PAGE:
It is time we all put on the fullness of Christ, being filled with the Holy Spirit and start doing as he commanded. At some point, the words of the Bible have to mean something in your life. The simple way to do this is as the old preacher told his church “Read the Red and Do what is Said’. That is fabulous advice. When you get the read letter part down, you will find the other parts take care of themselves. As an army has to have support people for the troops on the front line and in the field, so does the Church. But just like an army, everybody can’t work in the office or in supply. Someone has to be on the front lines.

There are tools on this BLOG as well as other places to help you lead someone to Christ scripturally. I recommend you prepare yourself and if you feel uncomfortable, attend a seminar or workshop on the subject. But start looking for ways to talk about God to others. The blessings you get from doing that are remarkable.

May God Bless the hearing and doing of this word. May these words find their way into your heart and stir your sould with a real hunger for the lost. May you find ways to reach out and share Christ with others.

To the Glory of God,


Numbers 6:24-26 Amplified Bible, Classic Edition (AMPC)

24 The Lord bless you and watch, guard, and keep you;

25 The Lord make His face to shine upon and enlighten you and be gracious (kind, merciful, and giving favor) to you;

26 The Lord lift up His [approving] countenance upon you and give you peace (tranquility of heart and life continually).

Some notes from popular commentaries:

Albert Barnes says “Fishers of men – Ministers or preachers of the gospel, whose business it shall be to win souls to Christ.”

Adam Clarke talks about it this way “Matthew 4:19

Follow me – Come after me, δευτε οπισω μου. Receive my doctrines, imitate me in my conduct – in every respect be my disciples. We may observe that most of the calls of God to man are expressed in a few solemn words, which alarm, the conscience, and deeply impress the heart.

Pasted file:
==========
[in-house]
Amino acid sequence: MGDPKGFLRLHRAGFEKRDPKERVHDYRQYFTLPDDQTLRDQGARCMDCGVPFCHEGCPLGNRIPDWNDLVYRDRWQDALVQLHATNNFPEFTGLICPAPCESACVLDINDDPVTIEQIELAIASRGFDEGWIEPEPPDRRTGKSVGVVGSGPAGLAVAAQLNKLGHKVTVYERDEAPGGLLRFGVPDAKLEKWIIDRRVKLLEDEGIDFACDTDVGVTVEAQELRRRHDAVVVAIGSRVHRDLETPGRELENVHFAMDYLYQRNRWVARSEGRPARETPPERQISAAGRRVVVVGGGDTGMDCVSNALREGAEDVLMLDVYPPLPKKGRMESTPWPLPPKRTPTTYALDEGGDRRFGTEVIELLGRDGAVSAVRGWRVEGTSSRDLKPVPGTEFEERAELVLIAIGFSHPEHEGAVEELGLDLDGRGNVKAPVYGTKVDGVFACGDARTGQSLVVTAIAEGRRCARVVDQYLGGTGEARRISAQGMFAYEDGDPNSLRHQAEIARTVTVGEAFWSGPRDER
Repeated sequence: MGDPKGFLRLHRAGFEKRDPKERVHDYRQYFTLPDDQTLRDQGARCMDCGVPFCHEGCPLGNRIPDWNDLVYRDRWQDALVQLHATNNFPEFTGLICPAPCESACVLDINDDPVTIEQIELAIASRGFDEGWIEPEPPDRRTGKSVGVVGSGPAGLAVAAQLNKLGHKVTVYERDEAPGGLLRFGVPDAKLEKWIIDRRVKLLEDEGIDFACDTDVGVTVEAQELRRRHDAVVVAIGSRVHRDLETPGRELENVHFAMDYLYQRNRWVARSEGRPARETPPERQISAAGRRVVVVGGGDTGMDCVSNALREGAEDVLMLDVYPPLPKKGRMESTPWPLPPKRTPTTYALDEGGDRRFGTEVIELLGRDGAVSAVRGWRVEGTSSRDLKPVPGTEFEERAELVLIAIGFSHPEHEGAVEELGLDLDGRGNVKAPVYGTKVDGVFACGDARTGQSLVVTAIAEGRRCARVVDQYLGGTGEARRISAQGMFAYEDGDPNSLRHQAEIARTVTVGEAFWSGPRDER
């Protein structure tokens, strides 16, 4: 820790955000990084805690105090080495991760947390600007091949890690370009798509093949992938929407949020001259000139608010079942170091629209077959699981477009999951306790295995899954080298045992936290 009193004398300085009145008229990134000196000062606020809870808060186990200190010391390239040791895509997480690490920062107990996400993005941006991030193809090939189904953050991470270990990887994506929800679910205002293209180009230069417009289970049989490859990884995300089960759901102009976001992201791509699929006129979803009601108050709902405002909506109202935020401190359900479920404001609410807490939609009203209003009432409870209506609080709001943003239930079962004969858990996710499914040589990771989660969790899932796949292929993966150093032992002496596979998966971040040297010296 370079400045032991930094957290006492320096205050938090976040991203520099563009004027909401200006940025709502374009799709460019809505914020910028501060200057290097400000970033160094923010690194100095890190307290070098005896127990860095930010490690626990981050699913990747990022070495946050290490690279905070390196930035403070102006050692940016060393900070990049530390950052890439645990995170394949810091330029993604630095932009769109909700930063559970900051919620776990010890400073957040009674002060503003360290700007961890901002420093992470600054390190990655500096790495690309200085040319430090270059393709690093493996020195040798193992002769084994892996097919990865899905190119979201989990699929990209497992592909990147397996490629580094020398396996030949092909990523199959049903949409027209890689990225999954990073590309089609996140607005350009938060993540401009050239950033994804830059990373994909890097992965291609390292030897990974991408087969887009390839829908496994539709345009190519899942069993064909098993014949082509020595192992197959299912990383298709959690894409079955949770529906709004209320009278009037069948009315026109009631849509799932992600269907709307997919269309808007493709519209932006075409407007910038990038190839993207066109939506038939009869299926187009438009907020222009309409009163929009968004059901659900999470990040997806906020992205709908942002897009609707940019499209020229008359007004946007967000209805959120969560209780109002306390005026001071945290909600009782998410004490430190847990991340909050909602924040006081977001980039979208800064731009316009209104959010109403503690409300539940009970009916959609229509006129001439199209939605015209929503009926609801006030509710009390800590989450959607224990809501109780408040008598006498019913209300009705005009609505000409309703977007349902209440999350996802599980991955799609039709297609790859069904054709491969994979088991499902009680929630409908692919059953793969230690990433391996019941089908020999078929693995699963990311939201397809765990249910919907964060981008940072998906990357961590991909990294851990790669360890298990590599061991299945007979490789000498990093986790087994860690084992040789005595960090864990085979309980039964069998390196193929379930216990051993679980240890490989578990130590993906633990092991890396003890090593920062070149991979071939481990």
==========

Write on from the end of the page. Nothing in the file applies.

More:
I will make you fishers of men – Eze 47:8-10, casts much light on this place; and to this prophet our Lord probably alludes. To follow Christ, and be admitted into a partnership of his ministry, is a great honor; but those only who are by himself fitted for it, God calls. Miserable are those who do not wait fur this call – who presume to take the name of fishers of men, and know not how to cast the net of the Divine word, because not brought to an acquaintance with the saving power of the God who bought them. Such persons, having only their secular interest in view, study not to catch men, but to catch money: and though, for charity’s sake, it may be said of a pastor of this spirit, he does not enter the sheepfold as a thief, yet he certainly lives as a hireling. See Quesnel.

Some teach to work, but have no hands to row;

Some will be eyes, but have no light to see;

Some will be guides, but have no feet to go;

Some deaf, yet ears, some dumb, yet tongues will be;

Dumb, deaf, lame, blind, and maimed, yet fishers all!

Fit for no use but store an hospital.

Fletcher’s Piscatory Eclogues. Ec iv. 5, 18.

Following a person, in the Jewish phrase, signifies being his disciple or scholar. See a similar mode of speech, 2Ki 6:19.”

From the Pulpit Commentary we findMat 4:19

Follow me; come ye after me (Revised Version); δεῦτε ὀπίσω μου. There is no thought of continuous following from place to place (ἀκολουθεῖν) , but of immediate detachment from the present sphere of their interest and of attachment to Jesus as their leader. And I will make you fishers of men; Mark, “to become fishers of men,” laying more stress on the change in their character necessary for success in this new kind of fishing. Luk 5:10 brings out the change in the nature of the work(ἀπὸ τοῦ νῦν). Fishers. The word suggests care, patience, skill, besides habits of life fitted for endurance of privation and fatigue. The same promise is, as it seems, related in Luk 5:10, where notice:

(1) It is connected with the miracle of the draught of fishes.

(2) It is not verbally identical with this: Μὴ φοβοῦ ἀπὸ τοῦ νῦν ἀνθρώπους ἔσῃ ζωγρῶν.?

Robertson’s Word Pictures renders this thinking “Fishers of men (haleeis anthrōpōn). Andrew and Simon were fishers by trade. They had already become disciples of Jesus (Joh 1:35-42), but now they are called upon to leave their business and to follow Jesus in his travels and work. These two brothers promptly (eutheōs) accepted the call and challenge of Jesus.”

Some cross references from TSK

Follow: Mat 8:22, Mat 9:9, Mat 16:24, Mat 19:21; Mar 2:14; Luk 5:27, Luk 9:59; Joh 1:43, Joh 12:26; Joh 21:22

I will: Eze 47:9-10; Mar 1:17-18; Luk 5:10-11; 1Co 9:20-22; 2Co 12:16


One Comment Add yours

  1. Rose Ann Fiorita says:

    Very nice blog! Well said!